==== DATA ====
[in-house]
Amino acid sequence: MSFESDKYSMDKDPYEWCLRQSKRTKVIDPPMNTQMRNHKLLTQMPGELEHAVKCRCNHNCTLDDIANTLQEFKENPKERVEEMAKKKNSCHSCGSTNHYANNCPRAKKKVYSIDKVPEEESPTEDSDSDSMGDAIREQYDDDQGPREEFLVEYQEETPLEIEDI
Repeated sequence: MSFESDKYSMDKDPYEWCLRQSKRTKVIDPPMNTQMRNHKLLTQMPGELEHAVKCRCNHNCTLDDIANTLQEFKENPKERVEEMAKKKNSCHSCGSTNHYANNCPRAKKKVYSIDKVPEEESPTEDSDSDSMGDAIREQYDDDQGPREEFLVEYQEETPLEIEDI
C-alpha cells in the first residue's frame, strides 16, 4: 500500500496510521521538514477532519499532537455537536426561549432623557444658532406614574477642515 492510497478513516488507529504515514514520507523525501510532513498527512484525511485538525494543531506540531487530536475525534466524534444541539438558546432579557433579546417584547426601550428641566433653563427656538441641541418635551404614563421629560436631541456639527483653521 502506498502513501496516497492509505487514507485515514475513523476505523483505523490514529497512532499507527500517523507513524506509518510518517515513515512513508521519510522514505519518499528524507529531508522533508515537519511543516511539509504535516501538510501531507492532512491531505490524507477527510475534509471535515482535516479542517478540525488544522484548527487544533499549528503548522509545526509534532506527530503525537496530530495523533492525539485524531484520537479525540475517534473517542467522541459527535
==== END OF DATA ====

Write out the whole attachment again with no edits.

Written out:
[in-house]
Amino acid sequence: MSFESDKYSMDKDPYEWCLRQSKRTKVIDPPMNTQMRNHKLLTQMPGELEHAVKCRCNHNCTLDDIANTLQEFKENPKERVEEMAKKKNSCHSCGSTNHYANNCPRAKKKVYSIDKVPEEESPTEDSDSDSMGDAIREQYDDDQGPREEFLVEYQEETPLEIEDI
Repeated sequence: MSFESDKYSMDKDPYEWCLRQSKRTKVIDPPMNTQMRNHKLLTQMPGELEHAVKCRCNHNCTLDDIANTLQEFKENPKERVEEMAKKKNSCHSCGSTNHYANNCPRAKKKVYSIDKVPEEESPTEDSDSDSMGDAIREQYDDDQGPREEFLVEYQEETPLEIEDI
C-alpha cells in the first residue's frame, strides 16, 4: 500500500496510521521538514477532519499532537455537536426561549432623557444658532406614574477642515 492510497478513516488507529504515514514520507523525501510532513498527512484525511485538525494543531506540531487530536475525534466524534444541539438558546432579557433579546417584547426601550428641566433653563427656538441641541418635551404614563421629560436631541456639527483653521 502506498502513501496516497492509505487514507485515514475513523476505523483505523490514529497512532499507527500517523507513524506509518510518517515513515512513508521519510522514505519518499528524507529531508522533508515537519511543516511539509504535516501538510501531507492532512491531505490524507477527510475534509471535515482535516479542517478540525488544522484548527487544533499549528503548522509545526509534532506527530503525537496530530495523533492525539485524531484520537479525540475517534473517542467522541459527535